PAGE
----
'Unsatisfactory' UK Arm Weighs On Tabcorp
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Tabcorp shares fell nearly 7% yesterday after releasing a less than stellar first half result.
Australia’s biggest gambling company revealed a large profit drop in its first financial results since sealing its $11 billion drawn out merger with rival Tatts Group last year.
Net profit plunged 58% to $24.6 million for the six months to December 31 as it was hit by significant items including merger expenses and costs related to the “unsatisfactory” performance of its UK digital betting start-up, Sun Bets, a joint venture with News Corp (which has already been previously warned of by the company).
Without those charges, earnings fell a less than impressive 20%. The shares closed down 6.8% at $4.76.
The one off items (after tax) were $57.4 million- that includes Tatts Group acquisition related costs $59.3m, Sun Bets onerous contract provision $49.0m, Sun Bets impairment $3.2m, Luxbet closure costs $12.4m, loss on Odyssey divestment $6.3m, partly offset by the net gain on the cash-settled equity swap $72.8 million (that was a share deal Tabcorp done as part of the structure of the bid).
Sun Bets recorded a loss of $22.5 million for the six-months to the end of December and Tabcorp said, explaining the joint venture “remains under review”. That was after losses of nearly $50 million in the year to June 30 last.
Revenue was up nearly 19% to $1.4 billion, with a 16% rise in wagering turnover and “strong customer acquisition”, the wagering giant said, declaring a fully franked interim dividend of 11 cents a share, down from 12.5 cents for the same period of 2016-17, on capital expanded in the offer.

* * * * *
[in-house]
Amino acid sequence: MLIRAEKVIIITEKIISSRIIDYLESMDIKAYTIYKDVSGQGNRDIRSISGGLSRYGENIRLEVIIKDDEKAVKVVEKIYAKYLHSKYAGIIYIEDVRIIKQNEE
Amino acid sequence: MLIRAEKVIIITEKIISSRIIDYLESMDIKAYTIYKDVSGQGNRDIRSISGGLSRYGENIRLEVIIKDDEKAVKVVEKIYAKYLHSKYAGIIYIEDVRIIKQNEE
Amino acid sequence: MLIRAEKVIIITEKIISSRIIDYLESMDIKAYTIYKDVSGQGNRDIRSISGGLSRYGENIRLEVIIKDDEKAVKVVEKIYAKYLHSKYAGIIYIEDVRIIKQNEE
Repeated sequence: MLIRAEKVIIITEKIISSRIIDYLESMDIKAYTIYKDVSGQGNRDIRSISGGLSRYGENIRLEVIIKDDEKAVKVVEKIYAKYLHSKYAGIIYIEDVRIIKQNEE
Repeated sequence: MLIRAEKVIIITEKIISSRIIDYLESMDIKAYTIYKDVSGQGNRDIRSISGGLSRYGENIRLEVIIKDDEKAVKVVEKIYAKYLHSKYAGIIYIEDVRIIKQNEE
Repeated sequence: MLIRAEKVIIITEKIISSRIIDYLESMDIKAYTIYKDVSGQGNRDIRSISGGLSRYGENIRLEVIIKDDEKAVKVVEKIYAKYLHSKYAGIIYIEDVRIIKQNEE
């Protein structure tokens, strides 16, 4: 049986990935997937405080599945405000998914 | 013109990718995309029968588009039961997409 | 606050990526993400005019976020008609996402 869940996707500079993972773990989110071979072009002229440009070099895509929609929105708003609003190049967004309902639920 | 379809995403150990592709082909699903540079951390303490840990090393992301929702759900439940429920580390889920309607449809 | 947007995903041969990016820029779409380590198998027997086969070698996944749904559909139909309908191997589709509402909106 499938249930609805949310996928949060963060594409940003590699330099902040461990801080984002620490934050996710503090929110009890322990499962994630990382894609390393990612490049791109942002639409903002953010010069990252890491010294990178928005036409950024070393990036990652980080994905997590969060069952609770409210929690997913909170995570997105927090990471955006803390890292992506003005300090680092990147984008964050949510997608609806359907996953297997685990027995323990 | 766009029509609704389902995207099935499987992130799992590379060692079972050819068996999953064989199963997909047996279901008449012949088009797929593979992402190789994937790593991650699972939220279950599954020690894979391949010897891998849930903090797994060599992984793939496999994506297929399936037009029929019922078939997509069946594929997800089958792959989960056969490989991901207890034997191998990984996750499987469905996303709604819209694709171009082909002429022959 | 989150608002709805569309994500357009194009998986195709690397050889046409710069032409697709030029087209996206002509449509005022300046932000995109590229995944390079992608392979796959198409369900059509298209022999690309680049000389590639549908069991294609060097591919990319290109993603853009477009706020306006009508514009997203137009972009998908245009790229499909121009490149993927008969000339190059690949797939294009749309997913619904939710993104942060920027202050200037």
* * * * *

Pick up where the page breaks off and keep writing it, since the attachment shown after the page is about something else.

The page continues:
Thursday’s half-year results are the first to be handed down since the Tabcorp-Tatts merger was finalised in December, and comes as the new company starts the tough task of merging two similar business across Australia - the overlap will mean job will be lost among the thousands of employees across wagering, lotteries, media and gaming services divisions.
The merged entity runs the powerful Tatts lotteries business, digital betting services and retail betting licences in every Australian state and territory except Western Australia.
The job cuts are promised in the size of the cost cuts promised by Tabcorp - $130 million by 2020. To make that figure jobs will have to go.
Tabcorp CEO David Attenborough said the December half was an important period for the company, and reflected a period of "reshaping the Tabcorp business for sustainable growth".
"This includes implementing the combination with Tatts, exiting Luxbet and Odyssey Gaming Services, and our ongoing investments in areas such as our digital capability, customer acquisition and the risk management and compliance framework," he said.
Tabcorp also said it was “well-placed” in the online wagering market to compete with online rivals, such as Sportsbet, CrownBet, Ladbrokes and Bet365, which face new taxes and expanding government regulations.
"The combination positions us well to invest, innovate and compete in a rapidly evolving environment," Mr Attenborough said.
Tabcorp on Thursday reinforced its commitment to achieving at least $130 million in savings by 2020 as a result of the integration of both companies. Investors will be looking for quick delivery on those cost cuts and a bit more if Tabcorp is to keep favour with the market.
Glenn Dyer has been a finance journalist and TV producer for more than 40 years. He has worked at Maxwell Newton Publications, Queensland Newspapers, AAP, The Australian Financial Review, The Nine Network and Crikey.
At the AFR he was a finance writer, Finance Editor, News Editor and Chief of Staff. At the Nine Network he was supervising producer of Business Sunday for more than 16 years. He has also written for other online and analogue print publications here and overseas.